Jason:I just wanted to clarify something. You are self-employed, correct? Your business and other clients remain in Iowa? Then the expenses ARE deductible as ordinary and necessary business expenses. Under Internal Revenue Code (IRC) §162, you are allowed to deduct all expenses incurred in the pursuit of income. The rules that the expert above explained, while correct for employees, only apply to employees! IRC §162 says :(a) In general There shall be allowed as a deduction all the ordinary and necessary expenses paid or incurred during the taxable year in carrying on any trade or business, including—
(1) a reasonable allowance for salaries or other compensation for personal services actually rendered;
(2) traveling expenses (including amounts expended for meals and lodging other than amounts which are lavish or extravagant under the circumstances) while away from home in the pursuit of a trade or business; and
(3) rentals or other payments required to be made as a condition to the continued use or possession, for purposes of the trade or business, of property to which the taxpayer has not taken or is not taking title or in which he has no equity.In determining whether you are away from your tax home, ALL facts and circumstances must be considered! You return to Iowa after the few days in Wisconsin. You continue to work on many other (a majority, you said) of your clients from Iowa, you are registered to vote in Iowa, you will probably keep your homeowners property tax break in Iowa, you will file an Iowa resident tax return, so you will be considered an Iowa resident. Under the Regs, your tax home is generally your "regular place of business or post of duty, regardless of where you maintain your family home. It includes the entire city or general area in which your business or work is located. If you have more than one regular place of business, your tax home is your main place of business, and your tax home is your main place of business.Therefore, under this rule, since the Wisconsin client is only one of several clients, your office is maintained in Iowa even when you are out of state, and you continue to work on the majority of your other business in Iowa, your tax home remains in Iowa, and your Wisconsin trips are fully deductible.I actually just went to US Tax Court with a client over this very issue, so I could say I have become an expert in the area, whether I wanted to or not!The advise that the prior expert gave you was 100%, but for employees, who generally are assigned to long-term contracts and want to deduct their expenses.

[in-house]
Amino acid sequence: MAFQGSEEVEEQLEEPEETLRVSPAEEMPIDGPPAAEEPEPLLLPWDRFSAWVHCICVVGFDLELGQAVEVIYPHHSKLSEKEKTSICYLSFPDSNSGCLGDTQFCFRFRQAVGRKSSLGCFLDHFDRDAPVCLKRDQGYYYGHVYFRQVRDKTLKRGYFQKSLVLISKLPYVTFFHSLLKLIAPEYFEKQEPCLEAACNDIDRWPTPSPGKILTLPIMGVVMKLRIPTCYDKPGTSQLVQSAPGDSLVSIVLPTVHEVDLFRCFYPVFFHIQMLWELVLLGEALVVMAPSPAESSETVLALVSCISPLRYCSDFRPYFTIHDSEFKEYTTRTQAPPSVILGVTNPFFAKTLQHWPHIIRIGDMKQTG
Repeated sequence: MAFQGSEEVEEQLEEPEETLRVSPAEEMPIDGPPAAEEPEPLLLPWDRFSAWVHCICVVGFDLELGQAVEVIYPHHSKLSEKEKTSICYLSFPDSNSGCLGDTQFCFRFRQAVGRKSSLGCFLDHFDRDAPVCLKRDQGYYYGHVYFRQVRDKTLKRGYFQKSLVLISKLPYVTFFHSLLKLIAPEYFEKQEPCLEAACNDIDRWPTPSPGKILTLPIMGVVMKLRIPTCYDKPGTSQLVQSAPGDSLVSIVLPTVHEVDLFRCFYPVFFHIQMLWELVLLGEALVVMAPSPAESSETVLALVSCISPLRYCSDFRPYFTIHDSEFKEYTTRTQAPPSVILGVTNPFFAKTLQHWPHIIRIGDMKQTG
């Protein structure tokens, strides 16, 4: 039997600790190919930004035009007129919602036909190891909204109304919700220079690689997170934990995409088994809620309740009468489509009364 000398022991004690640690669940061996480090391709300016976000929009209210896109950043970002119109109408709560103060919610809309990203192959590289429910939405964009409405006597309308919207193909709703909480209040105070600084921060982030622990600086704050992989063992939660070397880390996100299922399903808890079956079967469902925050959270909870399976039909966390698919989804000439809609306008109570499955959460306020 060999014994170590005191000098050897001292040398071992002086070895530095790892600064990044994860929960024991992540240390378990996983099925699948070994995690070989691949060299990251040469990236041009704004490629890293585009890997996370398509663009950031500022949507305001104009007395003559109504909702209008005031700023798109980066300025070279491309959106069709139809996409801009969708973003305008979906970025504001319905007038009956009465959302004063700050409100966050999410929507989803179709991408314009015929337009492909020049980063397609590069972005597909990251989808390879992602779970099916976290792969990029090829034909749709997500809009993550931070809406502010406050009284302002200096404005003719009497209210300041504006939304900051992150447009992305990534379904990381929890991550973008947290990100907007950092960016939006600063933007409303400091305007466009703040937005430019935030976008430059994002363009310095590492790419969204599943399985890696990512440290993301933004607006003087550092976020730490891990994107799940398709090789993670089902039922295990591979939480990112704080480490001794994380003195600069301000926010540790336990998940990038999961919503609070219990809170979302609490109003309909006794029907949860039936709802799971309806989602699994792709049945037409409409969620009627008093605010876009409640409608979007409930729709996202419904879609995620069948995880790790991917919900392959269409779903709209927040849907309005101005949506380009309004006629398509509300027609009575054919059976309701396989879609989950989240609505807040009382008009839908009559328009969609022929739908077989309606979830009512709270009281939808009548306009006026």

That's fantastic! Thank you for the reply. Will leasing an apartment be an acceptable expense? Or would it be safer to incur the higher expense of a recurrent hotel?
Thanks again for the response.
Just a couple clarification points:
a) Contract will require me to be onsite 4 days per week for the remainder of 2013 and will then subside to 3 days per week for the remainder of the contract.
b) I actually have a number of clients in Iowa. The total income from them is greater then the income from the contract in Wisconsin, but not by a lot. I have also been doing business in Iowa for 12 years and plan to continue to do business in Iowa well after the Wisconsin contract will end.
c) I am working on having the contract reworded to state that expenses are not reimbursable and are the responsibility of the sub-contractor.
d) I work 7 days/week - so once I am down to 3 days in Wisconsin, a majority of my work will be performed in Iowa.
Not sure any of that really matters though. Sounds like the key question is whether the IRS will hold my self-employed status to the same travel limitations as an employee. Again, seems like every consulting company in this country would have this same issue. Doing business in other states on long term contracts is a fairly common practice for IT consulting companies.
I can't even begin to express how grateful I am for the assistance the two of you have provided! The information is invaluable. Posting the names of those cases would be very helpful. I'll keep them on file in the unlikely event that I do get audited. It is unfortunate that the tax laws are so confusing, but I guess it is all that we have to work with.
Thank you again!
Thanks Lane, I really appreciate all of your assistance on this! It was very informative. I am in the process of redrafting the contract based on all of your input and will then run it by a CPA. I am very grateful for all that you have done!